Blood Cancer: Bariatric surgery reduces the risk of blood cancer, research reveals
Blood Cancer: Researchers compared the data of 2007 people who underwent bariatric surgery with the records of 2040 people in the obese control group (who did not undergo bariatric surgery). During this time, it was found that among the members of the surgery group, 34 people were found to be suffering from blood-related cancer despite losing weight, whereas among the members of the control group, 51 people were found to be suffering from blood-related cancer.
Previous studies have linked overweight or obesity to various types of cancer. It has also come to light that obese women have a higher risk of cancer than their male counterparts and that risk can be reduced with the help of weight loss measures, but obesity or weight loss is not related to blood pressure. Very little information or evidence has been presented regarding related cancers.
Recently, a study conducted in this regard has found that people who underwent bariatric surgery to lose weight were found to have less risk of blood cancer. This study has been published in the scientific research journal Lancet Healthy Longevity. Data from the University of Gothenburg and the National Board of Health and Welfare's Cancer Registry were used for this study.
Researchers compared data from 2007 people who had undergone bariatric surgery with the records of 2040 people in an obese control group (who had not undergone bariatric surgery). During the follow-up study period, it was found that 34 people in the surgery group developed blood-related cancers despite losing weight, while 51 people in the control group were found to be suffering from blood-related cancers.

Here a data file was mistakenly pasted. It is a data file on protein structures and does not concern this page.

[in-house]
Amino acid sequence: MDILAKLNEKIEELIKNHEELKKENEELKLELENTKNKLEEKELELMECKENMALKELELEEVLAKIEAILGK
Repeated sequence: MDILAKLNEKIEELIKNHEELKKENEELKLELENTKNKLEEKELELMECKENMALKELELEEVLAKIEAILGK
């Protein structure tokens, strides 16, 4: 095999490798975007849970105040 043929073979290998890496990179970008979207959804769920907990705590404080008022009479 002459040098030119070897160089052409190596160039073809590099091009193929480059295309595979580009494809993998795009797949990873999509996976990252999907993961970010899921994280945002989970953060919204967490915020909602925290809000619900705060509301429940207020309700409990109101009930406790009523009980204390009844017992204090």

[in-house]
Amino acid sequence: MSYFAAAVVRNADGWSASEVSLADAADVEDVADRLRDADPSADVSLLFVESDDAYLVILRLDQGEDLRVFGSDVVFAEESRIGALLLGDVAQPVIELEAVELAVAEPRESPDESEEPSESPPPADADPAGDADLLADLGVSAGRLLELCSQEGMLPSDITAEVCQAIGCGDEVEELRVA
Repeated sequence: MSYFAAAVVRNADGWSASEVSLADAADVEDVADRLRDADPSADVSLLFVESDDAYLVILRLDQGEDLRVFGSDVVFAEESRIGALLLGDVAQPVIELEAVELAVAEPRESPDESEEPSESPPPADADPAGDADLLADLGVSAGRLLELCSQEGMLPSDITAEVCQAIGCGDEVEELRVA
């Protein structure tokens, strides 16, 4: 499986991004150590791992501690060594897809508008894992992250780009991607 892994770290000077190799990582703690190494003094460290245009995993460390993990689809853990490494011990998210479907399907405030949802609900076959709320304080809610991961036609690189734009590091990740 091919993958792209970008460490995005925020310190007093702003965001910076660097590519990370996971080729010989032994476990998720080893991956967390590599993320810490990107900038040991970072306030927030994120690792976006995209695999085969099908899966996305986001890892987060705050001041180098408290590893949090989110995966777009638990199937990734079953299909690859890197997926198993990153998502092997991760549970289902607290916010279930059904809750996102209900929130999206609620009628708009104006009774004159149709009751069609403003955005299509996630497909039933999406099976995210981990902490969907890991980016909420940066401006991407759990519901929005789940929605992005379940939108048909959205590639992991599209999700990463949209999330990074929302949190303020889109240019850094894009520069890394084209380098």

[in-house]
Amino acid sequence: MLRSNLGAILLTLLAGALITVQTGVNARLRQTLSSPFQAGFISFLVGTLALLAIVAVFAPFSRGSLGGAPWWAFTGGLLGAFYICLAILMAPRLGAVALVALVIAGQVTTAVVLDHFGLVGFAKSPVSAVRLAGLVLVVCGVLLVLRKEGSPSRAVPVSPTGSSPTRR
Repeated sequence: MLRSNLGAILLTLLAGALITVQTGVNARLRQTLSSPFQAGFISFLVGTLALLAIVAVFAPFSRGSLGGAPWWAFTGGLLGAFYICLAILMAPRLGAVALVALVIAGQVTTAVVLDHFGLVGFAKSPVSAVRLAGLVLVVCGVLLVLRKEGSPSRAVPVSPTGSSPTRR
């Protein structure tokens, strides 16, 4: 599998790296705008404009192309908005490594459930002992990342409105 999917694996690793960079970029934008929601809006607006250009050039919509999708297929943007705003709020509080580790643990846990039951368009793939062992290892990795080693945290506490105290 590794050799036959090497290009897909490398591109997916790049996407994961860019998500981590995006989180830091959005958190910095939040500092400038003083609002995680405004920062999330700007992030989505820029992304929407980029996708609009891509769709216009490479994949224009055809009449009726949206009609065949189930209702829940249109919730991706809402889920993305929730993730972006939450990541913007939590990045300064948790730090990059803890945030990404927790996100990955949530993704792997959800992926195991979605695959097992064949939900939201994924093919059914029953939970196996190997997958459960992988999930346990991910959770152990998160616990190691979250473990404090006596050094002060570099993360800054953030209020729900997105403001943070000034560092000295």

The majority of those diagnosed with cancer had lymphoma. When studied separately, it was found that members of the group who had bariatric surgery had a 55 percent lower risk of lymphoma, while the risk of other types of blood cancer decreased by 40 percent.
Magdalena Taube, associate professor at the Academy of Molecular and Clinical Medicine at the University of Gothenburg and author of this study, said that diabetic (high blood sugar) women benefited more from bariatric surgery. He said that the benefit of surgery is related to the baseline blood glucose level.
Taube said that if women had low blood glucose levels to begin with, they had a lower risk of blood cancer, and higher blood sugar levels had a higher risk of cancer. It is clear from this that blood sugar level is an important factor in the development of cancer.
Researchers analyzed the complex mechanisms of obesity and blood cancer. They also identified genetic factors for chronic inflammation and a type of blood cancer (clonal hematopoiesis). According to him, changes like improvement in metabolism including reduction in inflammation after bariatric surgery can reduce the risk of cancer. These findings indicate that obese women who undergo bariatric surgery may have a significantly reduced risk of blood cancer.